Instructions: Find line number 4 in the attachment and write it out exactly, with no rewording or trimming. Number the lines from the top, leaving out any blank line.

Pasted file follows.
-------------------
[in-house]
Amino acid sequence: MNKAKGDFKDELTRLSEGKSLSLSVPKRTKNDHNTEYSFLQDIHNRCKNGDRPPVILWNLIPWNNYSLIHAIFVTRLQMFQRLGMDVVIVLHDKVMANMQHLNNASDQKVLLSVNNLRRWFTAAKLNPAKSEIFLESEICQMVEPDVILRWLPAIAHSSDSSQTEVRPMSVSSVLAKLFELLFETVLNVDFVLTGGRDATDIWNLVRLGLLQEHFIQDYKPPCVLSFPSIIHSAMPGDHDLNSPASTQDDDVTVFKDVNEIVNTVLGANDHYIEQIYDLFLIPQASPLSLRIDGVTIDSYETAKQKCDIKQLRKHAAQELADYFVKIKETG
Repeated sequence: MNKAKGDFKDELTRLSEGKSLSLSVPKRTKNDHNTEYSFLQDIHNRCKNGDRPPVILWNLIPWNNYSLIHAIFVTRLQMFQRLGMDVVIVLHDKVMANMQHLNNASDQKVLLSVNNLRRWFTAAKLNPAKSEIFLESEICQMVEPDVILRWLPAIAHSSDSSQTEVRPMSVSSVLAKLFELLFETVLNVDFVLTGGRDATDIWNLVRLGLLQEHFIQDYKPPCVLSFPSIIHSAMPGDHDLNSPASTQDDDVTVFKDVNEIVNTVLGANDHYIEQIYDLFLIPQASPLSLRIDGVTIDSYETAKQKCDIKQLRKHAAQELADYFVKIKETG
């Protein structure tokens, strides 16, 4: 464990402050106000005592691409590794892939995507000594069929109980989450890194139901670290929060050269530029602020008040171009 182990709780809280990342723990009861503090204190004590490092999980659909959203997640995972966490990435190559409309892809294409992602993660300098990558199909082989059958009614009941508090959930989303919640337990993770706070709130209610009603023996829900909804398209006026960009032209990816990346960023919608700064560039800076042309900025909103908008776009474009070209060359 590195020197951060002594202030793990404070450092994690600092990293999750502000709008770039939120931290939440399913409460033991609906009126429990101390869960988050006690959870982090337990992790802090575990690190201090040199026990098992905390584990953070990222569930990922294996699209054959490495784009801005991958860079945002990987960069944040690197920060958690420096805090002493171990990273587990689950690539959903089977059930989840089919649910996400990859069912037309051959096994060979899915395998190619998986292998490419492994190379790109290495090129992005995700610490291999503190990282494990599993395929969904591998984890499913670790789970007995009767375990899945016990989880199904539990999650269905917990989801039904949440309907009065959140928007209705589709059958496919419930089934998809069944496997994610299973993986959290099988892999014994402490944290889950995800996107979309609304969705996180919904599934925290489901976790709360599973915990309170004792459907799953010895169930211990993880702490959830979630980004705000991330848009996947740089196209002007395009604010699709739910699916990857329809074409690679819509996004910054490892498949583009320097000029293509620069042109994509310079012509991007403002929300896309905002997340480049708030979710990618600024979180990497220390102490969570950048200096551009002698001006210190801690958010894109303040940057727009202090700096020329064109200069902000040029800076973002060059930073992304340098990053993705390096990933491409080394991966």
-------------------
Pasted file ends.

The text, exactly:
């Protein structure tokens, strides 16, 4: 464990402050106000005592691409590794892939995507000594069929109980989450890194139901670290929060050269530029602020008040171009 182990709780809280990342723990009861503090204190004590490092999980659909959203997640995972966490990435190559409309892809294409992602993660300098990558199909082989059958009614009941508090959930989303919640337990993770706070709130209610009603023996829900909804398209006026960009032209990816990346960023919608700064560039800076042309900025909103908008776009474009070209060359 590195020197951060002594202030793990404070450092994690600092990293999750502000709008770039939120931290939440399913409460033991609906009126429990101390869960988050006690959870982090337990992790802090575990690190201090040199026990098992905390584990953070990222569930990922294996699209054959490495784009801005991958860079945002990987960069944040690197920060958690420096805090002493171990990273587990689950690539959903089977059930989840089919649910996400990859069912037309051959096994060979899915395998190619998986292998490419492994190379790109290495090129992005995700610490291999503190990282494990599993395929969904591998984890499913670790789970007995009767375990899945016990989880199904539990999650269905917990989801039904949440309907009065959140928007209705589709059958496919419930089934998809069944496997994610299973993986959290099988892999014994402490944290889950995800996107979309609304969705996180919904599934925290489901976790709360599973915990309170004792459907799953010895169930211990993880702490959830979630980004705000991330848009996947740089196209002007395009604010699709739910699916990857329809074409690679819509996004910054490892498949583009320097000029293509620069042109994509310079012509991007403002929300896309905002997340480049708030979710990618600024979180990497220390102490969570950048200096551009002698001006210190801690958010894109303040940057727009202090700096020329064109200069902000040029800076973002060059930073992304340098990053993705390096990933491409080394991966």